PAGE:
How To Set Your Business Direction

This article is a follow on to the one I wrote two months ago on your firm’s Vision, Mission, Values, and Purpose.

When we plan a car trip we know where we want to go – to Chicago and not to Atlanta. We call up Google Maps and listen to the voice in our cars navigate us to Chicago. From Shreveport, Louisiana, where I now live, the direction is north and not Northeast or West or South. Cities, unlike our businesses, have a fixed destination.

Have you ever heard this from some of the people in your organization: “I do not know the direction we are headed and I am worried. We seem to chase every new opportunity”.

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In my view, CEOs have been offered confusing advice over the years on how to set a direction for their businesses. They are told to develop Vision and Mission statements, which can give a sense of direction. Or they are told to set out Product/Service extensions the business will evolve to over a defined time period, say five years. These extensions can be depicted on a “Migration Path” visually. The observer can sense the direction in the planned evolution of products and services and the customers who will be targeted. Whirlpool uses this approach to set a direction for its business units at a pretty granular level. Done well, the people in the firm or business unit can readily see the direction and what aspects need R&D or some other fundamental development to actually launch the products and services. And a good migration path map clearly depicts what and where the firm will not go. But if the migration turns out to be wrong?

Clarifying Your Direction Statement

A clear direction statement will give everyone in your firm some sense of confidence that the firm is on a firm road to success and that it will last a long time providing meaningful employment for the firm’s people.

Part of the confusion in the phrase “direction for your business” is that the business world today is not like our analogy of wanting to go to Chicago and not Atlanta from above. In today’s world, there is no fixed end point that we can say we are headed to with clarity. Proponents of a tool called Scenario Analysis say it can do this, but in my view, all it offers are probabilities of a story of some end state. A lot of uncertainty still exists.

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The business world is so dynamic that we may have to settle analogously for something like “we are heading north and not east or west or south and we will sort of know when we get there. And oh by the way when we do get there we will set off on a new direction if need be”. Whew this is not very comforting. How can we improve setting a direction for your business?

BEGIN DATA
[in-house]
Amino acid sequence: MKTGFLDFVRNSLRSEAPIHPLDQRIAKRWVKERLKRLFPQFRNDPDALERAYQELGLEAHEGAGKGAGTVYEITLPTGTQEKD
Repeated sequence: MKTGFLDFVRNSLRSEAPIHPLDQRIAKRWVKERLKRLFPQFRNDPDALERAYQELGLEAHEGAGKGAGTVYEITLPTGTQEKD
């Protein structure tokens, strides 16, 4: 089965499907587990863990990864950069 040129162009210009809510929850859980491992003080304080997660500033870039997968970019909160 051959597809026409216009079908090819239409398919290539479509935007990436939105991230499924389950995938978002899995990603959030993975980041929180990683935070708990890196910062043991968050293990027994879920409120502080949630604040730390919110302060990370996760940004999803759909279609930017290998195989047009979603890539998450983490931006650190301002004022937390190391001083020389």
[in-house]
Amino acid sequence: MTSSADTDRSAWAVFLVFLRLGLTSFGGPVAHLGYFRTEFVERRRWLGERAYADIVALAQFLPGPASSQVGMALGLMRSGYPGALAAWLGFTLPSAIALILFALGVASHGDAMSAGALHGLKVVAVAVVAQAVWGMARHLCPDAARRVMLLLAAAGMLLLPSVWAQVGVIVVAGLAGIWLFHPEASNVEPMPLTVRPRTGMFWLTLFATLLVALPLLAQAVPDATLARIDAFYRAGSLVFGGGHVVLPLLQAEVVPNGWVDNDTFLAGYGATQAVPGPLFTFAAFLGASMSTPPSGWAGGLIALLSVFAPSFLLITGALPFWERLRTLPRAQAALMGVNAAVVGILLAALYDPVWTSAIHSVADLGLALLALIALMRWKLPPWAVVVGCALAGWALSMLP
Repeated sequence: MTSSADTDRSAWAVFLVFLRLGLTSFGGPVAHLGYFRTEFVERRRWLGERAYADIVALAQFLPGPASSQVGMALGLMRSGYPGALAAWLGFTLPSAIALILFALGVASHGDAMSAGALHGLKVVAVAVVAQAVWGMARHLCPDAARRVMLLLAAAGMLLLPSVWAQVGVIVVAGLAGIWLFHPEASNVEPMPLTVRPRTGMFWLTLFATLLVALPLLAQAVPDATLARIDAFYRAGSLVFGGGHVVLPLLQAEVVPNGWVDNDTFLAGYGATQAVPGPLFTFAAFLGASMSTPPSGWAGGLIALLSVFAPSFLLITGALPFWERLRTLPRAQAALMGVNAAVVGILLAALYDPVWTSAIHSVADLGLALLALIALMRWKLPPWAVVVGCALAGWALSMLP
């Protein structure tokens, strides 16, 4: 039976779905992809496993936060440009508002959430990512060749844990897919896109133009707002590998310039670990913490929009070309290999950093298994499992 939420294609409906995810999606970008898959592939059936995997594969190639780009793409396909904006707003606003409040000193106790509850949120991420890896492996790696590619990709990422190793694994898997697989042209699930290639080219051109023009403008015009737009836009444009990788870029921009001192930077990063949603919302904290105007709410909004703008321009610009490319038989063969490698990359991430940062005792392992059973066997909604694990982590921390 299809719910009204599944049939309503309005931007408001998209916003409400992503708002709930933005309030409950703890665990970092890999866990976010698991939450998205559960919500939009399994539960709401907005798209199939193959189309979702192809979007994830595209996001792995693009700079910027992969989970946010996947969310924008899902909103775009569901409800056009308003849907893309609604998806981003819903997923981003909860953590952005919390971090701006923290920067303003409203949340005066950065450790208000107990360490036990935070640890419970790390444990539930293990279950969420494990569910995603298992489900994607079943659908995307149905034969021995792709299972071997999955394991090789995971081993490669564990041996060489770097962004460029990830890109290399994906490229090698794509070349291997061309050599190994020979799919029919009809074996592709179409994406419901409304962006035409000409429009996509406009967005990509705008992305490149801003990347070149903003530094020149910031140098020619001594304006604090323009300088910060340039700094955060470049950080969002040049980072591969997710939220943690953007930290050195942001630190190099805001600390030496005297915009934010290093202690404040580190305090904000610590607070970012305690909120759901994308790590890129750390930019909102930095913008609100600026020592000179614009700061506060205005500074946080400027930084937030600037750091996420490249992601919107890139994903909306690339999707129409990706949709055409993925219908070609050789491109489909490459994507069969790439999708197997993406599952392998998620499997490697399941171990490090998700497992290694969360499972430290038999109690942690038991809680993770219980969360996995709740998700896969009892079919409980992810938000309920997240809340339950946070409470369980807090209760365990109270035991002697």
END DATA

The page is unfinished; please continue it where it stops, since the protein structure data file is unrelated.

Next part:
We proved two easy steps for business direction:

  1. Describe very clearly what your firm is very good or excellent at doing. What are the key skills, capabilities, and competencies your firm uses to create and launch your products and services customers will pay for? An example from a supplier of parts to Boeing in the aerospace industry might read: “We are very good at manufacturing mission critical parts for airplanes to close tolerances and high quality that will not fail”. Or an information consulting firm might say: “We are very good at software development for governments to organize, search for and display all of their legal documents within one minute”.

  2. Next list your current products and services in rank order of high to low in terms of revenue and gross and net profit margin. Focus on the products and services that score high.

A statement of the direction of your firm might then be: “Over the next five years we will continue to exploit all current and new products and services that are consistent with our skills, capabilities, and competencies”. You supply the particulars for your firm and industry.

What is the fly in the ointment with this approach?

Without picking on them, it is typically the sales force. Being compensated usually mostly on commissions, they have the impetus to sell just about anything. And we want them primed this way. But how many times have you heard a key sales person come in from the road and say: “I just spent two hours with customer X. If we can make Y they will buy it”. Many times this is good if the added change is consistent with the agreed to direction. But many times following through on this special order can split the direction of your firm. If this happens often, your firm ends up going in several directions.

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The trade off is sticking to a previously agreed to five-year direction as we have laid it out or chase every potentially profitable new opportunity. But research and my experience shows firms who grow their value usually stick with a previously agreed to direction until it must change. How about your firm?

This article is part of a series on what causes a for-profit firm’s value to increase

Bill Bigler is founder of Bill Bigler Associates and can be reached at bill@billbigler.com or http://billbigler.com.